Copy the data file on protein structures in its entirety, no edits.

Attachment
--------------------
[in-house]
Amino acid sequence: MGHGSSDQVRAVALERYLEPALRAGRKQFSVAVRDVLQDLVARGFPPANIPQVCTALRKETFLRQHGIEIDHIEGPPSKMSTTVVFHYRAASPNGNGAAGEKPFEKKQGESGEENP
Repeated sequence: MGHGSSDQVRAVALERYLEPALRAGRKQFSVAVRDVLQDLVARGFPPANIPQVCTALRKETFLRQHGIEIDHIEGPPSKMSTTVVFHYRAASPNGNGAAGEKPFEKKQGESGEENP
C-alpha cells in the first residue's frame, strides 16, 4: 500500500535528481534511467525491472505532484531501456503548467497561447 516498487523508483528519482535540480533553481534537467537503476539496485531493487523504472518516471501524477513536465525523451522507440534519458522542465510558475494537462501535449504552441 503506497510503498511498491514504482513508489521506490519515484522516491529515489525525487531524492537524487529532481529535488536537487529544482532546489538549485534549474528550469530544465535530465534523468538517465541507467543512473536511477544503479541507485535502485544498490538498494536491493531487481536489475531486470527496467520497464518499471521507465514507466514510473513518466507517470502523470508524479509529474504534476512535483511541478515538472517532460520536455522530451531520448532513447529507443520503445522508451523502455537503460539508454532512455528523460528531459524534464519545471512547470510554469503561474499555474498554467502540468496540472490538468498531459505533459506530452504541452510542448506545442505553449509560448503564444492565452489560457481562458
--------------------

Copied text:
[in-house]
Amino acid sequence: MGHGSSDQVRAVALERYLEPALRAGRKQFSVAVRDVLQDLVARGFPPANIPQVCTALRKETFLRQHGIEIDHIEGPPSKMSTTVVFHYRAASPNGNGAAGEKPFEKKQGESGEENP
Repeated sequence: MGHGSSDQVRAVALERYLEPALRAGRKQFSVAVRDVLQDLVARGFPPANIPQVCTALRKETFLRQHGIEIDHIEGPPSKMSTTVVFHYRAASPNGNGAAGEKPFEKKQGESGEENP
C-alpha cells in the first residue's frame, strides 16, 4: 500500500535528481534511467525491472505532484531501456503548467497561447 516498487523508483528519482535540480533553481534537467537503476539496485531493487523504472518516471501524477513536465525523451522507440534519458522542465510558475494537462501535449504552441 503506497510503498511498491514504482513508489521506490519515484522516491529515489525525487531524492537524487529532481529535488536537487529544482532546489538549485534549474528550469530544465535530465534523468538517465541507467543512473536511477544503479541507485535502485544498490538498494536491493531487481536489475531486470527496467520497464518499471521507465514507466514510473513518466507517470502523470508524479509529474504534476512535483511541478515538472517532460520536455522530451531520448532513447529507443520503445522508451523502455537503460539508454532512455528523460528531459524534464519545471512547470510554469503561474499555474498554467502540468496540472490538468498531459505533459506530452504541452510542448506545442505553449509560448503564444492565452489560457481562458